Just about two weeks from now I will be starting a race at 6:30 in the morning in which I have a set a goal to "finish before sunset." This is not a hyperbole, and sunset is 7:15 PM.   Most people are not comfortable talking to me about this run.  Few really even know what questions to ask about my run.  When I tell them the length of my race.  Generally the reaction I get is "I don't even like to DRIVE 50 miles!"

Why am I doing it?  Running two marathons?  Back to back?  There has to be a reason.

It's easy - run ten 5ks, then four 5-milers. 

Honestly, there are many, many reasons.  I can talk and write about many of them - health benefits, the challenge, the mental therapy, the time to reflect, the food, for all the people that can't run at all, because some day I won't be able to....  but being a teacher's blog, I'm going to keep the filter with my teaching goggles on.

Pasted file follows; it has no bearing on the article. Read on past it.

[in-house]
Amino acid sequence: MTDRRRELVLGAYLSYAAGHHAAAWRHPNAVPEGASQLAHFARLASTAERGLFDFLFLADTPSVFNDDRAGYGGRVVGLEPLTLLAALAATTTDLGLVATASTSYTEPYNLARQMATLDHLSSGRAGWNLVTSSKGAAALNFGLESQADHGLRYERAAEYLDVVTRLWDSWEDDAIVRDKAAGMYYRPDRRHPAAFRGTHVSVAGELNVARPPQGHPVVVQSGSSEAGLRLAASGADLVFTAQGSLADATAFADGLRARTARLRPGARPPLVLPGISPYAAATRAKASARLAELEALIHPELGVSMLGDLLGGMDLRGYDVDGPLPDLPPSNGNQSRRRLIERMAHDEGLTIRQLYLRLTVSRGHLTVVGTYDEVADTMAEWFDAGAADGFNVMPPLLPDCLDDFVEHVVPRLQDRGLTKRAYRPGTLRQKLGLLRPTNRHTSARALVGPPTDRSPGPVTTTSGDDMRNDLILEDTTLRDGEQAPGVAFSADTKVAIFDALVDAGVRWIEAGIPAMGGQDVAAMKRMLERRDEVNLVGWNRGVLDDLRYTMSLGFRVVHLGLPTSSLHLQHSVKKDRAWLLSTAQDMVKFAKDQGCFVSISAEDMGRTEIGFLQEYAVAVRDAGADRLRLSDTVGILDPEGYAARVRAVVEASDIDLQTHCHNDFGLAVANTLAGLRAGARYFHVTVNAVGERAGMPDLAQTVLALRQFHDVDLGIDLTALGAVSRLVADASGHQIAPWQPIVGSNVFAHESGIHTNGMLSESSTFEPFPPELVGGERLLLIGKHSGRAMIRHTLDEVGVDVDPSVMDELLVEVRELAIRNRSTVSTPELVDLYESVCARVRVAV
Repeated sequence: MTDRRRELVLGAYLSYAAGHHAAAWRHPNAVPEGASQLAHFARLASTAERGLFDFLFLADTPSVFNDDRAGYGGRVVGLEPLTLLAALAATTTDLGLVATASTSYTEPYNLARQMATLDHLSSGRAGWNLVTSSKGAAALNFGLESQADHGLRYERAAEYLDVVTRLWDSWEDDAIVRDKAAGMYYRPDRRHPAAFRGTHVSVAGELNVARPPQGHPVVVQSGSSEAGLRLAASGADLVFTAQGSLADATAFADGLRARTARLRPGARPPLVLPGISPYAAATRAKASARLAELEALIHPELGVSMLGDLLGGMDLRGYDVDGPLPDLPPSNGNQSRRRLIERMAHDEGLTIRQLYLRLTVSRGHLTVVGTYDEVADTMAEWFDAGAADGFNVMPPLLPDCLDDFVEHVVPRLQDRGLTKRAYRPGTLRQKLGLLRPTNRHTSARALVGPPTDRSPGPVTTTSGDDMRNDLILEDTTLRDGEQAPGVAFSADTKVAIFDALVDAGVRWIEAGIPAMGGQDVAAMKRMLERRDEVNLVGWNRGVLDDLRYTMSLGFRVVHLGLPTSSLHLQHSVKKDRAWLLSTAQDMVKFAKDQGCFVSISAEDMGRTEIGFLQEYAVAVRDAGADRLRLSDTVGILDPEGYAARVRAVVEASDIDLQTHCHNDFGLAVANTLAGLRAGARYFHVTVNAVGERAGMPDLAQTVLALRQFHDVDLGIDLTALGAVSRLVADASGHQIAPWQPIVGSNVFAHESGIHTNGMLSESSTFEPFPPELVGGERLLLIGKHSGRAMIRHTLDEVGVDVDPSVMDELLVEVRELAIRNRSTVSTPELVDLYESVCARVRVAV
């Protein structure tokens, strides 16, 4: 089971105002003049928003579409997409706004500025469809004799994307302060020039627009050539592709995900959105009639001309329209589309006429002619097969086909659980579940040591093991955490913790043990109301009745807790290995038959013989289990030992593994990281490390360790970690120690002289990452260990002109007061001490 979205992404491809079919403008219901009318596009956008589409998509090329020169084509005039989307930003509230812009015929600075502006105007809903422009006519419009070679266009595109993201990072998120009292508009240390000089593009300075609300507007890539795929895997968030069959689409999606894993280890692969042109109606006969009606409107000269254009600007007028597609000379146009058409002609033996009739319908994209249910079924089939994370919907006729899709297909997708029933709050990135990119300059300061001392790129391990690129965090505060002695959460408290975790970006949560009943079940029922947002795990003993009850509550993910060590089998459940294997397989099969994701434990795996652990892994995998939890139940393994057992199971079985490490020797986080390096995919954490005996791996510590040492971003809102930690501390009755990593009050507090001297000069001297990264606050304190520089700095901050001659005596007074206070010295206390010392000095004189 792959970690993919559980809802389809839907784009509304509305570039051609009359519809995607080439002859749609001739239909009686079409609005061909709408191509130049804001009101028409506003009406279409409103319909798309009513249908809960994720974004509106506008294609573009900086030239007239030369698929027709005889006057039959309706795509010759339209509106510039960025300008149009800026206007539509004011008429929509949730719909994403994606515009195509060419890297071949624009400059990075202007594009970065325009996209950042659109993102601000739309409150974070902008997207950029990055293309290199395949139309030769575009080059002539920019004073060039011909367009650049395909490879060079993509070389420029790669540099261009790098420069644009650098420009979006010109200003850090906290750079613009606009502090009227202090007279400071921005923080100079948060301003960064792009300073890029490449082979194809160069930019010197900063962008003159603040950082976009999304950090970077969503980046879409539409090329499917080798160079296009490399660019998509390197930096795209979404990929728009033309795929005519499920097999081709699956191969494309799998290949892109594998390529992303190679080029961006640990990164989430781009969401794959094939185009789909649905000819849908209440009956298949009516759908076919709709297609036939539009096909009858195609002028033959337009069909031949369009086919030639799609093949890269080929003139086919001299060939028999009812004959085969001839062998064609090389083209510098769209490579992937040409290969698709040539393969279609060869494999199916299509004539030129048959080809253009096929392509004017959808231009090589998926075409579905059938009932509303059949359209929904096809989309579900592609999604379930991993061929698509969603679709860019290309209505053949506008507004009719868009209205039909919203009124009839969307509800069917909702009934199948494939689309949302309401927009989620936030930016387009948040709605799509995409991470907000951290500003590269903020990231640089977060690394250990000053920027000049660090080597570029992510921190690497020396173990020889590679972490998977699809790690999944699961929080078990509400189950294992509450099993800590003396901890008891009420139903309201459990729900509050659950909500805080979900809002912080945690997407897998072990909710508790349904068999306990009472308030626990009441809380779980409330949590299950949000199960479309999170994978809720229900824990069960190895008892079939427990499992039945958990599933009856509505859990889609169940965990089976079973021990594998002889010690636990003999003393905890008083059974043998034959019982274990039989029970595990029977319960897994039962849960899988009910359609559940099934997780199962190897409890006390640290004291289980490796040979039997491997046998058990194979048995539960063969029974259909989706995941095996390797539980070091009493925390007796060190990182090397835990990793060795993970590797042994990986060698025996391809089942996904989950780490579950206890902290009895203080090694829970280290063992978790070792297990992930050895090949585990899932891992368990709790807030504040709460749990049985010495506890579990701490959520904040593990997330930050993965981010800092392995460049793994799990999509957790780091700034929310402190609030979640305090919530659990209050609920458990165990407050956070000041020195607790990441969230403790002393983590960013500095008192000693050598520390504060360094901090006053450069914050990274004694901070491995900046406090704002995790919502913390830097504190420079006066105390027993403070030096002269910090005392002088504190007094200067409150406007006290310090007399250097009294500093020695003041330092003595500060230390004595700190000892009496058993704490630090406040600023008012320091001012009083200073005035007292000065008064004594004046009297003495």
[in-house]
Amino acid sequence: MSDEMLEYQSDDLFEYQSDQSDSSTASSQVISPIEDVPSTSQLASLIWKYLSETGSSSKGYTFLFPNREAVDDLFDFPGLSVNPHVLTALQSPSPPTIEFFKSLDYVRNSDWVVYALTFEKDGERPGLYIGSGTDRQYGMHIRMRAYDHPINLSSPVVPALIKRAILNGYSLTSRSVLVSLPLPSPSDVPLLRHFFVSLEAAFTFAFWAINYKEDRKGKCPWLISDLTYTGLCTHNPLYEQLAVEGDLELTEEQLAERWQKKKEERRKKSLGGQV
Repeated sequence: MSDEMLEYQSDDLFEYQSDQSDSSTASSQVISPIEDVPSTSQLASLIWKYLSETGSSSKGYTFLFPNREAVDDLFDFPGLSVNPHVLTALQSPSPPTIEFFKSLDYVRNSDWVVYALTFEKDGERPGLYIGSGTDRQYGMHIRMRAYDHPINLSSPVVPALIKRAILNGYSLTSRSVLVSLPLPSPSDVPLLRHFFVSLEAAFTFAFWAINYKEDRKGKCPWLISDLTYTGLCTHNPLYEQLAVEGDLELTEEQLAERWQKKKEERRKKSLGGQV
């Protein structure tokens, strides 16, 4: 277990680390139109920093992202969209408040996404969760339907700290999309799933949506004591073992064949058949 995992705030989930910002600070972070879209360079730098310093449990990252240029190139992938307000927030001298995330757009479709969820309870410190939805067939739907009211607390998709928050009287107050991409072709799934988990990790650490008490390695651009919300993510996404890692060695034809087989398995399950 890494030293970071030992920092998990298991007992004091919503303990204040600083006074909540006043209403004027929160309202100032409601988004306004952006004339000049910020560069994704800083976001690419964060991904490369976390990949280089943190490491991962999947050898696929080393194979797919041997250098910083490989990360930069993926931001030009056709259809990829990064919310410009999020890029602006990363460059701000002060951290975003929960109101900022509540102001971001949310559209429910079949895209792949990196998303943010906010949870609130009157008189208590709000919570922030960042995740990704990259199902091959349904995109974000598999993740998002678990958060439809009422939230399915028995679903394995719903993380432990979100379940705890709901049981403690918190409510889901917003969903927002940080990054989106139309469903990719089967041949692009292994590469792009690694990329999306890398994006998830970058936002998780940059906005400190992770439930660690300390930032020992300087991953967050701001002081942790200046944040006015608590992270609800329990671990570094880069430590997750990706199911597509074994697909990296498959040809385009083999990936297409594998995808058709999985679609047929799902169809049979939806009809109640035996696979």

When was the last time you asked a student to get out of their comfort zone?  My guess is it wasn't too long ago - maybe even today!  Each day as teachers ask our students to do dozens of things each day that challenge and scare them.  We ask them to practice skills that are difficult for them.  We make them read out loud.  We randomly assign them a partner to work with.   We give them tests on which they may or may not succeed.   And we ask them to do all of these things compliantly.

Here's the next set of questions - When was the last time you truly got out of your comfort zone? What have you done recently that challenged you?  What have you committed to that scares or intimidates you?  When was the last time you volunteered to do something you had a significant chance to be unsuccessful at?